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IBM, Canonical release 'Microsoft-free' virtual Linux desktop bundle

Another push to break Microsoft's stranglehold on the desktop

By Eric Lai
December 4, 2008 12:00 PM ET

Computerworld - IBM and Canonical Inc. today announced a virtualized software bundle with Lotus desktop applications running on top of Ubuntu Linux that they say is far cheaper than running Microsoft Corp.'s Office suite on conventional Windows PCs.

It's the latest salvo in IBM's ongoing battle to break Microsoft's stranglehold on the desktop.

According to IBM, the virtual Linux desktop suite could cost large companies as little as $59 per person. That would include a minimal configuration of $49 for the VERDE desktop virtualization software from a third vendor, Virtual Bridges, $10 for Ubuntu Linux support, and no cost for Lotus Symphony productivity software.

A full-fledged Linux desktop system that includes Lotus Notes e-mail, Sametime instant messaging, and other collaboration tools would cost $258 per user, according to IBM.

Customers would also save on labor costs, because moving to a server-side system would cut maintenance needs, said Inna Kuznetsova, director of Linux strategy at IBM. The server-based setup could also reduce hardware costs by extending the life spans of desktop PCs.

"This is hopefully the first step in multiple announcements to come from us," she said.

In August, IBM said it had reconfigured its Lotus productivity and collaboration software so it would be easier to bundle with Linux distributions like Red Hat, Ubuntu and Novell Inc.'s SUSE Linux.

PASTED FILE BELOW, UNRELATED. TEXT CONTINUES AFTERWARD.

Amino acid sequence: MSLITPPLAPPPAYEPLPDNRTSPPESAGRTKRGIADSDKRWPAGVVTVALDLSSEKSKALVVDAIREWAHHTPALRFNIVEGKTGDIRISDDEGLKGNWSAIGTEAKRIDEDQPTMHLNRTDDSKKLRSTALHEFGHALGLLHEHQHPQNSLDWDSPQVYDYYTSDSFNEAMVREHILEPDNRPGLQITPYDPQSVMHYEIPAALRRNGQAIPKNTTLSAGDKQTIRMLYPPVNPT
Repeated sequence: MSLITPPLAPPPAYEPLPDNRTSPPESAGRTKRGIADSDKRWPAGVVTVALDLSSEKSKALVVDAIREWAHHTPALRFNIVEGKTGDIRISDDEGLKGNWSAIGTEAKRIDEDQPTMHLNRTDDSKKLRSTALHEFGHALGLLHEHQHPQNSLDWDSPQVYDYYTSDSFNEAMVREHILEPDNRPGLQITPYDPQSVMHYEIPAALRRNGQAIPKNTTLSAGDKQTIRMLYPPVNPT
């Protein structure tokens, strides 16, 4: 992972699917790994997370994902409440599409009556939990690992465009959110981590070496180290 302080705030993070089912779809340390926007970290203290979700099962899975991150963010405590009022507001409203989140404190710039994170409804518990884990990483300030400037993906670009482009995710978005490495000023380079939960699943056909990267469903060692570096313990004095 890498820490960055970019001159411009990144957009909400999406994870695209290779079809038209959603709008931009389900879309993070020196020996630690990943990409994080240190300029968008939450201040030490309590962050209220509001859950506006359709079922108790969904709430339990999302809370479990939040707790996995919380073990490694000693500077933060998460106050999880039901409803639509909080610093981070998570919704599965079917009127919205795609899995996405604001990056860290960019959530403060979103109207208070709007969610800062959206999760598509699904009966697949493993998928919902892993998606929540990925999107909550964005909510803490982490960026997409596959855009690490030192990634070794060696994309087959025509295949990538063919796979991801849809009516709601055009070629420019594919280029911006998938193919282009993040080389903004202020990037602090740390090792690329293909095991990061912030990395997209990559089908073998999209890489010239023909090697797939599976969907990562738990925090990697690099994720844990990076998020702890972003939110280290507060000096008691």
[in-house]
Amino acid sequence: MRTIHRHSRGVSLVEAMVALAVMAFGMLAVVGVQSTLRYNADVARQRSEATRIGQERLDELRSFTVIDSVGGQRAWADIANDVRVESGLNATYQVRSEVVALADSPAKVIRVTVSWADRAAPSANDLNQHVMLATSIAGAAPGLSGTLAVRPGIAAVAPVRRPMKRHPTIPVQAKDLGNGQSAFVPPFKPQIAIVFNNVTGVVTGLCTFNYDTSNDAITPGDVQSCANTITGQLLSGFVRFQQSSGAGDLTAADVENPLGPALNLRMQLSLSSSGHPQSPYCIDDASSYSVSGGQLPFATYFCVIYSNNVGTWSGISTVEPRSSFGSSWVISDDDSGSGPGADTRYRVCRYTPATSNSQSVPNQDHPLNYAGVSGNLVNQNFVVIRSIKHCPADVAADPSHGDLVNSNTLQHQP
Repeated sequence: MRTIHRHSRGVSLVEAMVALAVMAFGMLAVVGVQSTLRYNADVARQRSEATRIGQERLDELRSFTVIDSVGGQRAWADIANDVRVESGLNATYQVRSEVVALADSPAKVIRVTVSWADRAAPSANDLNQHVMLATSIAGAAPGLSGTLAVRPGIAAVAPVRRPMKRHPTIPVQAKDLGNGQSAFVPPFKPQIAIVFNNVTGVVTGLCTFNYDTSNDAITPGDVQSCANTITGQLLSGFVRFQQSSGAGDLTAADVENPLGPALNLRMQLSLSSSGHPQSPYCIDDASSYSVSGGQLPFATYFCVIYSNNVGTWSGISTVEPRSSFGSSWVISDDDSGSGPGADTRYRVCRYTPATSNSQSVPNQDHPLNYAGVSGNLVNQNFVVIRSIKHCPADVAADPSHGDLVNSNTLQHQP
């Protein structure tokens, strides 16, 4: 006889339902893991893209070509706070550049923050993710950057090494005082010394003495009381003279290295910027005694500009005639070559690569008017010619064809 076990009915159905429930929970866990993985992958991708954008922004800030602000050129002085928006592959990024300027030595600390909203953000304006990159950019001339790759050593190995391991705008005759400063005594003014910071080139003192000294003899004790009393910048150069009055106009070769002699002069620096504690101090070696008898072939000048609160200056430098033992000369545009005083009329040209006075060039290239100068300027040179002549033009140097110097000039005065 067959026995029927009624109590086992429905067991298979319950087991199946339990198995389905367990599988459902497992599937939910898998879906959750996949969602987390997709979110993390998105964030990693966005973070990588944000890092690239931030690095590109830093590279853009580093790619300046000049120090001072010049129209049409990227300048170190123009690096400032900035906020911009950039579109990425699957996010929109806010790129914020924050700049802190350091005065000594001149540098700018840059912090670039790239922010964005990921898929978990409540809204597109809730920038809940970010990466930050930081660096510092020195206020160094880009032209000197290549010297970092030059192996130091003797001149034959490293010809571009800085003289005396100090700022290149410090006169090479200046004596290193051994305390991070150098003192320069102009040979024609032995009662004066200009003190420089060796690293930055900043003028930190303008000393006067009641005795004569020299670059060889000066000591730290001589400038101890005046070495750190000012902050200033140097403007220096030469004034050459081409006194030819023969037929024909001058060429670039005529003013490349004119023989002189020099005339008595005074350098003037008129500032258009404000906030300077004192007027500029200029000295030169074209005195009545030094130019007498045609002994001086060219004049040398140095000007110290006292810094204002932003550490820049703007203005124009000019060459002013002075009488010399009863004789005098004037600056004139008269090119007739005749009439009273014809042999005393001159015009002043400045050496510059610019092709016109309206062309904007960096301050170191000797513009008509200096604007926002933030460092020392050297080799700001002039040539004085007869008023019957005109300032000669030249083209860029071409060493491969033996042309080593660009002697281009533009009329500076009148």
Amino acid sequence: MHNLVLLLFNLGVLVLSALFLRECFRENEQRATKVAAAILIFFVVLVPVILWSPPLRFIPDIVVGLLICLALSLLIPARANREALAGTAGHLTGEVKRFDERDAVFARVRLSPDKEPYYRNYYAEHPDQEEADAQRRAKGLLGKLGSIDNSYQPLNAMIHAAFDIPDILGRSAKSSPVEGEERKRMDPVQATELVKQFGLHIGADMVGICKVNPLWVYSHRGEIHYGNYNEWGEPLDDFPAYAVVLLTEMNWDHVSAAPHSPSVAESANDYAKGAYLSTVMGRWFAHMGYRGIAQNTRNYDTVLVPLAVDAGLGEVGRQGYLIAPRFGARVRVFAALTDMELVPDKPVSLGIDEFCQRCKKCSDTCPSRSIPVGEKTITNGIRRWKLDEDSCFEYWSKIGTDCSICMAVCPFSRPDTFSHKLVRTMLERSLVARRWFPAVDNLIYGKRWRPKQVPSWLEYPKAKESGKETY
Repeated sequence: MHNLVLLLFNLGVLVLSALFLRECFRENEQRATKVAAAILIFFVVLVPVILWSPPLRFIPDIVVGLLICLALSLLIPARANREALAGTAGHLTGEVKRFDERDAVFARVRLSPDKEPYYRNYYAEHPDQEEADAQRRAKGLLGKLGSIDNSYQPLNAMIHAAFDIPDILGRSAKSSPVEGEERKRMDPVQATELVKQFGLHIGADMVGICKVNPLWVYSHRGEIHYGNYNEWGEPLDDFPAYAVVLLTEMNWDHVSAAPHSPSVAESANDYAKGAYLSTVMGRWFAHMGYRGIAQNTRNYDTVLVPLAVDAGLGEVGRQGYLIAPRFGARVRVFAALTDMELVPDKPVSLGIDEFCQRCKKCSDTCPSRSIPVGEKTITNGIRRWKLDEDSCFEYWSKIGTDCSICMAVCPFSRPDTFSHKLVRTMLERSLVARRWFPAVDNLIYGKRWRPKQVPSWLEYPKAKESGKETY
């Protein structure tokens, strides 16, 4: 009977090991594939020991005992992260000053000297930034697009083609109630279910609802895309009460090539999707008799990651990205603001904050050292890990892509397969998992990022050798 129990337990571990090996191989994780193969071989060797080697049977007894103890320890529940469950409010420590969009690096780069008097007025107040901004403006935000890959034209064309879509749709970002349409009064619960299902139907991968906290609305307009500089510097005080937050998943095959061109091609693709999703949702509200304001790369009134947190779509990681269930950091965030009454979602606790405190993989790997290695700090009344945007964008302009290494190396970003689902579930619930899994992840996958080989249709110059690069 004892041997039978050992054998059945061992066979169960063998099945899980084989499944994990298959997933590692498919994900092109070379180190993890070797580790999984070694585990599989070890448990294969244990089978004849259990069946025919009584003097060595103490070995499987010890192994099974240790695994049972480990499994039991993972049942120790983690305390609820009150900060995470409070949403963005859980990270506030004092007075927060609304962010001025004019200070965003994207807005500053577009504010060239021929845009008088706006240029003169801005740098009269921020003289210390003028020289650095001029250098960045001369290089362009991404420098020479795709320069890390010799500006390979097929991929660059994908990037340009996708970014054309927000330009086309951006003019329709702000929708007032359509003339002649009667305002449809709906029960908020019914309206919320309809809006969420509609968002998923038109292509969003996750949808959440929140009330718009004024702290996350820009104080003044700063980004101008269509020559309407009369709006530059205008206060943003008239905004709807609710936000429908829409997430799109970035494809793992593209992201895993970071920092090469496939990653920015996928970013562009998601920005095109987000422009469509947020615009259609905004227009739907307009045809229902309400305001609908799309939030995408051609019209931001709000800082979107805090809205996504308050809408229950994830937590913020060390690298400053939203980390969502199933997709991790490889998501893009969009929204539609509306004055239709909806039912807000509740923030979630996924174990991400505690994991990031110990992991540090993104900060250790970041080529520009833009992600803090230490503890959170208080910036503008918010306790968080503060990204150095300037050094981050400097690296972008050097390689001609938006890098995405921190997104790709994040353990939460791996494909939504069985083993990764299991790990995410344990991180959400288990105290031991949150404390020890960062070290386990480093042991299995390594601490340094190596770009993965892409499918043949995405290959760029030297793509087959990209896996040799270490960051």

Microsoft did not immediately respond to a request for comment.

IBM and its partners plan to sell the bundle directly and through reseller partners. Asked if IBM planned to host and deliver the software itself as a service, as Microsoft plans to do with Office Web, Kuznetsova said, "we have no announcements at this time, though we will certainly look at this."

Kuznetsova acknowledged that IBM's calculations don't factor in the potentially high cost of migrating users from Microsoft Office and Windows to the Linux virtual desktop environment, or the cost of extra server and networking hardware needed to host the software.

Nor has IBM calculated how the Linux virtual desktop stacks up cost-wise versus the virtual Windows desktop system, using desktop virtualization from VMware Inc., Citrix Systems Inc. or Microsoft, Kuznetsova said.

"We are certainly cheaper than migrating to Office 2007 on Vista," she said.

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